PETALING JAYA: The effect of stronger tourism activity is expected to boost Malaysia’s gross domestic product (GDP) by at least one percentage point (ppt) in 2023, via further recovery in tourist arrivals, resumption of China outbound travelling, and sustained domestic tourism demand.
In a report, UOB Global Economics and Markets Research says the expected stronger tourism activity further supports its economic growth forecast of 4% for Malaysia in 2023.
The research unit pointed out that the global tourism sector is expected to make a big leap this year as China reopens its borders.
The World Tourism Organisation projects that international tourist arrivals could reach 80% to 95% of pre-pandemic levels in 2023 (versus 63% in 2022) despite lingering global headwinds.
Before the pandemic, more than 32 million Chinese travellers visited South-East Asia, mainly to Thailand, Vietnam, Malaysia, Cambodia, and Laos.
UOB Research also noted that overall tourism’s contribution to Malaysia’s economy is higher than the average level of 4.4% in Asia-Pacific, with the country’s tourism direct GDP at 6.8% in 2019 (versus 6.5% in 2018).
Also, Malaysia registered a 1% increase in foreign tourist arrivals to 26.1 million in 2019, the second highest annual inbound tourist arrivals since data records began in 1981.
Chinese tourists made up 3.1 million (or 11.9% share), to rank as the third source of inbound tourist arrivals for Malaysia in 2019, after Singapore (10.2 million or 38.9%) and Indonesia (3.6 million or 13.9%).
Tourism receipts from China tourists (RM15.3bil or 17.8% of Malaysia’s total tourist receipts of RM86.1bil in 2019) ranked second, overtaking Indonesian tourists’ spending in Malaysia (at RM12.9bil or 15% share) and just RM5.3bil behind Singaporeans’ spending in Malaysia (at RM20.6bil or 23.9% share).
The higher spending capacity of China tourists based on average per capita expenditure of RM4,921 – ranks higher than Singapore (at RM2,022) and Indonesia (RM3,571).
Chinese tourist’s spending power had even risen above some matured economies.
Generally tourist receipts flowed into country-specific tourism goods (shopping, 33.6% of total receipts), accommodation (24%), food & beverages (13.3%), local transportation (7.6%), and entertainment (3.4%).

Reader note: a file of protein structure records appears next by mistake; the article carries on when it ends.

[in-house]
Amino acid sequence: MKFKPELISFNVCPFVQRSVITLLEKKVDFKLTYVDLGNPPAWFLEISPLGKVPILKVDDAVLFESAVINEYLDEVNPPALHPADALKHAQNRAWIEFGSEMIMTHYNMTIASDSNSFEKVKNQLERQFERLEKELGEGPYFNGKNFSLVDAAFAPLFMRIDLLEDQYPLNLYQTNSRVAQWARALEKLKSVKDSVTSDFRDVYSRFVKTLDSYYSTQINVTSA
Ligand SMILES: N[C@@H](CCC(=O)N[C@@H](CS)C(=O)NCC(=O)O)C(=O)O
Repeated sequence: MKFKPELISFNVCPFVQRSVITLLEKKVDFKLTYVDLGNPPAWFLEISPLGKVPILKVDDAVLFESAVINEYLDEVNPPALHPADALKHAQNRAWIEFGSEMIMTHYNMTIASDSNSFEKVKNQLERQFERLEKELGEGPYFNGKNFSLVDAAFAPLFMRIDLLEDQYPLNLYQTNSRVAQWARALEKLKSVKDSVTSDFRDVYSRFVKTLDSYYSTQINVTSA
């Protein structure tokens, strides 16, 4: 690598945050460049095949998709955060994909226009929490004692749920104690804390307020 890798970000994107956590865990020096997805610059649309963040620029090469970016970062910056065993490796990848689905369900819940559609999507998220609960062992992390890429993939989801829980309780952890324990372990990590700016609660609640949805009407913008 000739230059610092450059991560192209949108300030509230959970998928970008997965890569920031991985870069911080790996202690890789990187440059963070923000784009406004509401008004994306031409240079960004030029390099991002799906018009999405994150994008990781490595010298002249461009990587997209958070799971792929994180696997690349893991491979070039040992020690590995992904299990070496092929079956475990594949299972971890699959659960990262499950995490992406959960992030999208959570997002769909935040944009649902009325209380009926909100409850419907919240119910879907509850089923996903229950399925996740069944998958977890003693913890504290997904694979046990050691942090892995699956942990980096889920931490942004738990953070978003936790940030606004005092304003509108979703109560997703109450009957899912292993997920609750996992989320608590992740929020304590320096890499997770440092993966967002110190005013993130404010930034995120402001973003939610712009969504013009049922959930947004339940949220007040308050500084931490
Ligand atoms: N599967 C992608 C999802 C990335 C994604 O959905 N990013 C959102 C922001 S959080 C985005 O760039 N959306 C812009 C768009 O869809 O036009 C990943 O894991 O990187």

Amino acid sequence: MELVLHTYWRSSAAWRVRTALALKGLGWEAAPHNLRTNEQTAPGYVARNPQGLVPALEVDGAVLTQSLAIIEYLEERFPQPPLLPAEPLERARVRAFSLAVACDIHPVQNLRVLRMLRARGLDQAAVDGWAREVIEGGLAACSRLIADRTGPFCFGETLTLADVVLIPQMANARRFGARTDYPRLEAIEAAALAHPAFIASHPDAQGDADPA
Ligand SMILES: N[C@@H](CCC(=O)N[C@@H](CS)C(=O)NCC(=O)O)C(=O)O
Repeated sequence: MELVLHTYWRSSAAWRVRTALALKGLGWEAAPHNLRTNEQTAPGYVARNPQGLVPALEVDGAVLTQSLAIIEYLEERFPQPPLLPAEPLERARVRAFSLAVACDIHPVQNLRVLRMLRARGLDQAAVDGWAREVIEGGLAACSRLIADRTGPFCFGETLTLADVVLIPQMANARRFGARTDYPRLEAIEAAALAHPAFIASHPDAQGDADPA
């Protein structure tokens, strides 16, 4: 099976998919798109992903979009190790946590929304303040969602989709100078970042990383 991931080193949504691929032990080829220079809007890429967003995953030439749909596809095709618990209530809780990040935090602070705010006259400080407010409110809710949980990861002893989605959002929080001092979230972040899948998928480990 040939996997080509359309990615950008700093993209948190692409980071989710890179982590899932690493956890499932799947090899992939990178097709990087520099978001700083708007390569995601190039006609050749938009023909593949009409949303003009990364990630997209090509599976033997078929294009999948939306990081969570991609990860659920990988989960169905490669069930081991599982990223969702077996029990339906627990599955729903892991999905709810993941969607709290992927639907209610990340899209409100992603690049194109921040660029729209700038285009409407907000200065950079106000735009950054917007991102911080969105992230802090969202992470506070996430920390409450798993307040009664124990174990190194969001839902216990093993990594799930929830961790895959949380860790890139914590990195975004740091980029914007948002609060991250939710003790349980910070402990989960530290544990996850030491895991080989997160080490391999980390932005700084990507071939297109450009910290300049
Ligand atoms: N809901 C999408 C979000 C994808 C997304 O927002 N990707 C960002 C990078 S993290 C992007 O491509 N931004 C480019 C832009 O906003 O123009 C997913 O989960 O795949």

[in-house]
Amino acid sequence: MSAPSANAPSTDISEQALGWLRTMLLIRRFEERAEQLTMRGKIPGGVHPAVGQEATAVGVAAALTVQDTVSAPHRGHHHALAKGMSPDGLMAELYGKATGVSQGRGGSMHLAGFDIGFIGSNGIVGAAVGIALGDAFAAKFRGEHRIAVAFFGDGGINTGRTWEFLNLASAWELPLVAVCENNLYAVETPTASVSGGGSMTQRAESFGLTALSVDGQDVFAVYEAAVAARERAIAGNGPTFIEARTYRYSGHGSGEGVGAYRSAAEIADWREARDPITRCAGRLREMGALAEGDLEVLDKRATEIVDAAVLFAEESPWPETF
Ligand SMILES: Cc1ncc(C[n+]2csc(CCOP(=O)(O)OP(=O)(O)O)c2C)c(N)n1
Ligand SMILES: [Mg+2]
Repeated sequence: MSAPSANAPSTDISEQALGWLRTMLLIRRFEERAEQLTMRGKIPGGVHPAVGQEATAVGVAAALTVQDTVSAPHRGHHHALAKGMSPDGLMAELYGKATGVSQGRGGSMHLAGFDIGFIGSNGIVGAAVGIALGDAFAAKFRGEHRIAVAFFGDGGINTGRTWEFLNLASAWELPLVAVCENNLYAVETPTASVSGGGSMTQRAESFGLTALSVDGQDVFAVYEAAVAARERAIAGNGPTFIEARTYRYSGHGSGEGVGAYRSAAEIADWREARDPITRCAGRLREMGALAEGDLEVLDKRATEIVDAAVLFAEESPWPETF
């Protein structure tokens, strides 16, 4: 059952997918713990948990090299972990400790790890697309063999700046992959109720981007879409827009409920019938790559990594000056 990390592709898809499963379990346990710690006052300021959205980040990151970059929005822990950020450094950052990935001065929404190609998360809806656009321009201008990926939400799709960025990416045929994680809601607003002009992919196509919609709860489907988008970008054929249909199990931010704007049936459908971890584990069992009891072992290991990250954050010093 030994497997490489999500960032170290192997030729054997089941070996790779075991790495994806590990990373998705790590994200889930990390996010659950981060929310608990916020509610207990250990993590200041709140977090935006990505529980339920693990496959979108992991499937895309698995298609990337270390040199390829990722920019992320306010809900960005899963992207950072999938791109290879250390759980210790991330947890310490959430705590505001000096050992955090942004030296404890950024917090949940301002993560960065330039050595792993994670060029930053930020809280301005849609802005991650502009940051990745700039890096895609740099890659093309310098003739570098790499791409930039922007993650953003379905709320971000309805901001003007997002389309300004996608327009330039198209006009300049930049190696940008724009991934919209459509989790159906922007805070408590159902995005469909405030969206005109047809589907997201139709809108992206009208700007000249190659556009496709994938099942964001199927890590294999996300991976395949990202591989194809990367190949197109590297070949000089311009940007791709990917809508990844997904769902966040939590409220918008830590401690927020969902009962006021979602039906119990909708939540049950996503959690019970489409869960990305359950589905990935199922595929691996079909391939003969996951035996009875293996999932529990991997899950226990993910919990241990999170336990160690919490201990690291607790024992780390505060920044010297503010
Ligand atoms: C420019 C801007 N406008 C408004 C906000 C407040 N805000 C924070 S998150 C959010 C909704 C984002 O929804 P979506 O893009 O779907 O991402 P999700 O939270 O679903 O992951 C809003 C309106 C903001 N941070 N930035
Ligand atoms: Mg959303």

Based on the tourism direct GDP performance, the tourism industry helped to increase Malaysia’s employment by 2.9% to 3.6 million persons in 2019. This contributed 23.6% to total national employment. Food and beverage serving services (34.7% share) and retail trade (32.5% share) were the main industries in tourism employment in 2019.
Meanwhile, although the tourism sector staged a rebound in 2022 as Malaysia reopened its economy and borders from April 1, 2022, the sector has yet to fully recover to pre-pandemic levels in part due to the prolonged Covid lockdowns in China, higher global inflation particularly airline ticket prices, caution amid lingering pandemic risks, and capacity constraints including labour shortages.
UOB Research noted that the recovery of Malaysia’s tourism sector last year was largely buoyed by strong domestic tourism demand as inbound tourist arrivals only recovered to 5.6 million or 21.3% of 2019 levels in the first nine months of 2022.
“Key risks to Malaysia’s tourism outlook include a weaker global outlook, slower China recovery and return of China tourists, capacity constraints, and inflation risks,” said UOB Research.
The research unit added that one challenge is balancing the impact on inflation as China’s reopening and surge in demand may put upward pressure on prices of energy and other related goods and services.
Regarding the potential effect of higher tourism demand on Malaysia’s inflation, UOB Research said it estimated that every 10% increase in the prices of tourism related services could directly add 0.4 ppt to Malaysia’s headline inflation (versus the research unit’s forecast of 2.8% for 2023).
In Malaysia’s consumer price index (CPI), tourism related services components including transport services; entertainment, recreation and cultural services; package tour; and accommodation services account for 4.4% of overall CPI weight.
“It should be noted that we did not include the effect on prices of food and beverage as well as restaurant services due to its sizeable CPI weight that could overinflate the estimate.
“However, we do see potential upside risk given that it is the third largest expenditure item for tourists in Malaysia,” said UOB Research.